Set in a post-apocalyptic future, the latest instalment in The Terminator series follows on from where audiences last saw John Connor at the end of Terminator 3: Rise of the Machines when the war with Skynet and the machines began. However, it also feels like a prequel, covering the back-story that leads to Connor’s decision to find and then send resistance fighter Kyle Reese back in time to protect his mother, Sarah Connor, as depicted in the original 1984 Terminator film. The other key character in this fourth instalment is Marcus Wright. Wright is a character who was supposedly executed in 2003 but finds himself very much alive in 2018 and helping Reese to stay one step ahead of the homicidal machines.
Kyle Reese is played by Anton Yelchin (Chekov from Star Trek) who convincingly resembles a teenage version of Michael Biehn, who played Reese in the original film. Yelchin is terrific and one of the major flaws in Terminator Salvation is that Reese is marginalised during the second half of the film. On the other hand Christian Bale, who still seems to be in his gravely voiced Bruce Wayne mode, plays John Connor with little conviction. Edward Furlong and Nick Stahl as John Connor respectively in the second and third films were far more charismatic and interesting to watch. The parts of Terminator Salvation featuring John Connor feel like an afterthought and yet are allowed to take over the film towards the end. This brings a halt to the development of the story of Marcus Wright, engagingly played by Australian actor Sam Worthington (Rouge, Gettin’ Square), which is far more interesting.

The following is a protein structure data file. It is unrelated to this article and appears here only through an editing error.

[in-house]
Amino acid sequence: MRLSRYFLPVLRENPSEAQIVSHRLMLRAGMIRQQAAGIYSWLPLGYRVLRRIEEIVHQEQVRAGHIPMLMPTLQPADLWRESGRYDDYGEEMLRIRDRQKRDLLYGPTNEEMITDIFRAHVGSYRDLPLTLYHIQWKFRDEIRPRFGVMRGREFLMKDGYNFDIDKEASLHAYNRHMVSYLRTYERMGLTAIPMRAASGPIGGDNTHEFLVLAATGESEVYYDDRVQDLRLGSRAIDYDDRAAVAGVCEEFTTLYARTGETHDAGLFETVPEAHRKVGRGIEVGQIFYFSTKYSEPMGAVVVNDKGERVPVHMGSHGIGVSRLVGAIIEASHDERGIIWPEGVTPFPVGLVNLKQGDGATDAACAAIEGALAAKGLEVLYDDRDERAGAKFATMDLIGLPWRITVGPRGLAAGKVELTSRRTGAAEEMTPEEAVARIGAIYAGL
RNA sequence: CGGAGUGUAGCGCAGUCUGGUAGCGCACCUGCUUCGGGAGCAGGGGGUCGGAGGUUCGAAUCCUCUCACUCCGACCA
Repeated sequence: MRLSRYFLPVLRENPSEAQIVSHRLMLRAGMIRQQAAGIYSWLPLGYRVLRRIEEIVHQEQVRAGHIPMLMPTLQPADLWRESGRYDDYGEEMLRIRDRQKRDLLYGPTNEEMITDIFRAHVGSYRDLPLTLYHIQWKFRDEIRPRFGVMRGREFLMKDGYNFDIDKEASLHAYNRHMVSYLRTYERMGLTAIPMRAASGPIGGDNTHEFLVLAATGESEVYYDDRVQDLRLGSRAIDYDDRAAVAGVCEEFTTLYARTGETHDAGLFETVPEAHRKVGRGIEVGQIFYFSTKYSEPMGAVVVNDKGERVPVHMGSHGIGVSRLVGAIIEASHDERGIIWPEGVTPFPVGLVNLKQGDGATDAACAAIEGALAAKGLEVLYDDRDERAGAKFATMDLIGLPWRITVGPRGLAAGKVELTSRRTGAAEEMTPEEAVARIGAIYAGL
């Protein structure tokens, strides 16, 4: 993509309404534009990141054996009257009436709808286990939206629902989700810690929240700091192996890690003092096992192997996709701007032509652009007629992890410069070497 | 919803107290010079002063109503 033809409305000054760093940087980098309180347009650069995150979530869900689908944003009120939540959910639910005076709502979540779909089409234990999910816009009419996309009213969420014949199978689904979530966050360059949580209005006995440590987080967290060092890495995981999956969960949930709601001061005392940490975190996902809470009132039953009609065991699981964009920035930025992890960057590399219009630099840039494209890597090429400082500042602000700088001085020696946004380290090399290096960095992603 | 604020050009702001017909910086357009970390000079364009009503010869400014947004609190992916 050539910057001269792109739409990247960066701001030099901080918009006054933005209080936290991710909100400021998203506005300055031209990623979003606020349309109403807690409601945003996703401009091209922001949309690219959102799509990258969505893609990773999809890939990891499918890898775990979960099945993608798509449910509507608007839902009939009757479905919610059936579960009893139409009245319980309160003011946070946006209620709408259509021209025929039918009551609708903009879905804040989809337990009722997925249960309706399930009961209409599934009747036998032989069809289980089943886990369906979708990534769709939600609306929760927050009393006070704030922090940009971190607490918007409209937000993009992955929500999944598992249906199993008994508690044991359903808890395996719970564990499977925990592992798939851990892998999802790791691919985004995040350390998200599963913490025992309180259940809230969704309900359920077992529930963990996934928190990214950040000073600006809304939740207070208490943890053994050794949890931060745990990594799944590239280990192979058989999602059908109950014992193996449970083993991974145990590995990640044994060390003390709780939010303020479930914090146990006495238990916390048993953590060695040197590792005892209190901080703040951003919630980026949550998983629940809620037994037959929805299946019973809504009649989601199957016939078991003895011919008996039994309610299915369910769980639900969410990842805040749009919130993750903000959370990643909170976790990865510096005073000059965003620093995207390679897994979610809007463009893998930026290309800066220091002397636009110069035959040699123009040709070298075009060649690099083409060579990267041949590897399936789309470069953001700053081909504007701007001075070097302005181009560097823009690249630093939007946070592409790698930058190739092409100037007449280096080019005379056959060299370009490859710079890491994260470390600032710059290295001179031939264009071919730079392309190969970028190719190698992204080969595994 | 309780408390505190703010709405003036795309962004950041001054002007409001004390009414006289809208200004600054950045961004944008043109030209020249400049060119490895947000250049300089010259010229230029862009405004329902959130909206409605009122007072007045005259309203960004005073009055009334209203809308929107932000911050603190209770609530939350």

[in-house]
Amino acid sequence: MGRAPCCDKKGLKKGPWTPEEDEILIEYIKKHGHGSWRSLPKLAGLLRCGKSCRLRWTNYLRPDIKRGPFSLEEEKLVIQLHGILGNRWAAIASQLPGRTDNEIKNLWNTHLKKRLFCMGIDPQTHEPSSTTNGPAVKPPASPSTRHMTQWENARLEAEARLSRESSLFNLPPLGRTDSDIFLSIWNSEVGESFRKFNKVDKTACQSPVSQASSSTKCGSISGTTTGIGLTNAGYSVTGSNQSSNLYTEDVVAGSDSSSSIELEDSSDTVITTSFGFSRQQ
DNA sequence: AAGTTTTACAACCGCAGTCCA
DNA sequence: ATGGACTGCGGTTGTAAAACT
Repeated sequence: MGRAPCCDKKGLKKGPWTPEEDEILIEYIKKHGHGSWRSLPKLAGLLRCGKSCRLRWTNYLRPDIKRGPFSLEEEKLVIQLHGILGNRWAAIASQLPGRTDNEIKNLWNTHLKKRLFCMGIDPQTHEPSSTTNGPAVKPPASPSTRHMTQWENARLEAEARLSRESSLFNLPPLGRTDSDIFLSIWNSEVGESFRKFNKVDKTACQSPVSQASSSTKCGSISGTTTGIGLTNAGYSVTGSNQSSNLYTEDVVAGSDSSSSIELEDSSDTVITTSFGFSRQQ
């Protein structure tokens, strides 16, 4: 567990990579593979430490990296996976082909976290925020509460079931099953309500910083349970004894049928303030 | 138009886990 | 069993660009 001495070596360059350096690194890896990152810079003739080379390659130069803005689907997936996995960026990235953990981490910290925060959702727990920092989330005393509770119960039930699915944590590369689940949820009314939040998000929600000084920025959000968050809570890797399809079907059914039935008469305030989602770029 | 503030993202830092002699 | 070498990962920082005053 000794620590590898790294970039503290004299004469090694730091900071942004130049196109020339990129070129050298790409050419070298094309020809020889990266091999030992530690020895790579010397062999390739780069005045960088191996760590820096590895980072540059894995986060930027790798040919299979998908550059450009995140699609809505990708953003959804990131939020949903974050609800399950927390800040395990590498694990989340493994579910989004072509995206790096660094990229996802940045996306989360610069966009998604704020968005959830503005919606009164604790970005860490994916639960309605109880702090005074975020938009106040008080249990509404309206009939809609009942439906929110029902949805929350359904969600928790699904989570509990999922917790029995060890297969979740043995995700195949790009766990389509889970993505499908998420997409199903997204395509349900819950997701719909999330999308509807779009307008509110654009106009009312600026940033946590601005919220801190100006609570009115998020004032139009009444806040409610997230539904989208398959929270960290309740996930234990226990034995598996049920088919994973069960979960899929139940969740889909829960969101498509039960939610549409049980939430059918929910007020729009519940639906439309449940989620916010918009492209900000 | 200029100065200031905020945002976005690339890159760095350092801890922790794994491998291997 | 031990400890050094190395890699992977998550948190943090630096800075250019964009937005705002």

Overall Terminator Salvation stays true enough to the preceding Terminator films and contains some very nice nods to the original two films in dialogue, music and various visuals. Some of these nods you see coming; others are terrific surprises. Directed by television executive producer and music video director McG, Terminator Salvation contains the degree of visual flamboyance that you would expect from the guy who directed the hyperkinetic Charlie’s Angels. Hardware lovers are going to love it and the various vehicles and robots look fantastic, containing a gritty authenticity to the way they look and move, which leaves the cartoonish creations in Transformers for dead. The cinematography favours the muted, washed out look that is popular in modern war combat films such as Black Hawk Down and the frequent special effects driven long shots are incredibly impressive, as is the remarkable sound design. The result is akin to playing a highly sophisticated, all-encompassing first person computer game as you really do feel thrust into many of the action sequences. The film later gets bogged down in unremarkable interior action sequences, but the earlier scenes combine a desert setting and a lot of vehicular carnage, which even suggests an ultra high-octane variation of the Mad Max aesthetic.
So why isn’t this film more enjoyable than it is? Partly because while it is so technically impressive on an objective level, it doesn’t ever engage with the audience on an emotional level. In The Terminator and Terminator 2: Judgment Day James Cameron maintained a constant level of excitement and sheer dread over the idea that our heroes were being pursued by an unstoppable killing machine that could not be destroyed. Terminator Salvation suffers from having too broad a scope and too many plot lines that drift in and out of the film. It lacks the drive of the original two films and it lacks an overall sense of cohesion. Like the third film, Terminator Salvation does not damage the integrity of the series but it is completely disposable entertainment.